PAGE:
Daily Archives: November 28, 2019

Divine Inspiration (THE APOSTLE & KUNDUN)

From the January 30, 1998 Chicago Reader. Since I barely remember Kundun today, I’m pretty sure I must have overrated it, at least in relation to The Apostle (which I remember far better today, even in its truncated version). –J.R.

The Apostle

Rating *** A must see

Directed and written by

Robert Duvall

With Duvall, Farrah Fawcett, Miranda Richardson, Todd Allen, John Beasley, June Carter Cash, Billy Joe Shaver, Walter Goggins, Rick Dial, and Billy Bob Thornton.

Kundun

Rating **** Masterpiece

Directed by Martin Scorsese

Written by Melissa Mathison

With Tenzin Thuthob Tsarong, Gyurme Tethong, Tencho Gyalpo, Tsewang Migyur Khangsar, Geshi Yeshi Gyatso, and Robert Lin.

For all their obvious differences, both Kundun and The Apostle are spiritual but nonreligious movies about religious leaders, suffused with a perpetual sense of mystery and driven by an abiding curiosity that provokes our own curiosity as well. As a commercial property, each film amounts to an act of defiance, judging by their critical reception so far. Many mainstream critics have stepped out of Kundun asking, “What could Scorsese have been thinking of?,” and some have come out of The Apostle complaining that it’s basically an ego trip for its writer-director-star.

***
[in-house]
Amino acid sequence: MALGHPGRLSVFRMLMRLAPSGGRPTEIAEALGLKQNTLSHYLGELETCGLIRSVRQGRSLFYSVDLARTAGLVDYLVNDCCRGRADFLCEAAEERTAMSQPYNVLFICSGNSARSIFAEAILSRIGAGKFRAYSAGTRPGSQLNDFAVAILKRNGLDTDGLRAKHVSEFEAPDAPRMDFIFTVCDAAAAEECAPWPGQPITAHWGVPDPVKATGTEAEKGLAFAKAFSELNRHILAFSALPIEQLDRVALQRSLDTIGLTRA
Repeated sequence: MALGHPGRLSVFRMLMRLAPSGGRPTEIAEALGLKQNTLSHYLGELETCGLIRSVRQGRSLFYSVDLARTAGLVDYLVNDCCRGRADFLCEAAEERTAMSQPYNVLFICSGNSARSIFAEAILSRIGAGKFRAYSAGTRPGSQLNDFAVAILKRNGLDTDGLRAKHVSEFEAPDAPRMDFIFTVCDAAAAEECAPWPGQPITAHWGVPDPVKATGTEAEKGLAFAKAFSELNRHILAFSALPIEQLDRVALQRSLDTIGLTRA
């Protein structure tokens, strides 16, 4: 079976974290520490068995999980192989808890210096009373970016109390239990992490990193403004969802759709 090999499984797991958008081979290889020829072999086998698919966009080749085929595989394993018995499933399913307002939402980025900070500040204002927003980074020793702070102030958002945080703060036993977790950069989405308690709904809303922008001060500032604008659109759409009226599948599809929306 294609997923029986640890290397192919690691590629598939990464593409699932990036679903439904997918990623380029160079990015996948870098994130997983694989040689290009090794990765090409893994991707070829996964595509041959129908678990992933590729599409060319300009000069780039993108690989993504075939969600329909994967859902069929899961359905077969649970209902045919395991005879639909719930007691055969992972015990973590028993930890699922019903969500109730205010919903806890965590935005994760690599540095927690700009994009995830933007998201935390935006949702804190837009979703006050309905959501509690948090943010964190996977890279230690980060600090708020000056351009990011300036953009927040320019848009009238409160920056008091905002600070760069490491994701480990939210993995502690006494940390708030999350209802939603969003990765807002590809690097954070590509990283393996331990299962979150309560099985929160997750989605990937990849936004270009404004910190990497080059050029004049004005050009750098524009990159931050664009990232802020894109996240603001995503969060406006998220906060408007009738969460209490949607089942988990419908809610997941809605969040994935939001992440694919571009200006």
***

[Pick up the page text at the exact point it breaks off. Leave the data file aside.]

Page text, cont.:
Both reactions perversely miss the point, telling us more about stereotypical commercial expectations in general than about either project in particular.… Read more »

Elmer Gantry

From the October 1, 1999 Chicago Reader. A personal note: This was the first film I ever saw in Chicago, when I was 17. I saw it at the Chicago Theater in between two train rides — the first from Sheffield, Alabama to Chicago, the second from Chicago to a Jewish camp in Wisconsin. — J.R.

Elmer Gantry Lancaster giving sermon

Elmer-Gantry-1960-2

ElmerGantry3

Elmer Gantry Jean Simmons as Sister Falconer

Burt Lancaster on the Bible-thumping circuit, in Richard Brooks’s juicy (and considerably watered-down) 1960 adaptation of the Sinclair Lewis novel. Brooks was the ultimate vulgarizer of serious literature, as his versions of The Brothers Karamazov and Lord Jim made clear; this is somewhat better only because of Lancaster’s energetic performance, which won him an Oscar, and a few bits of colorful period ambience. Other Oscars went to supporting actress Shirley Jones and to Brooks for his highly dubious script. With Jean Simmons and Dean Jagger. (JR)

ELMERGANTRY-ad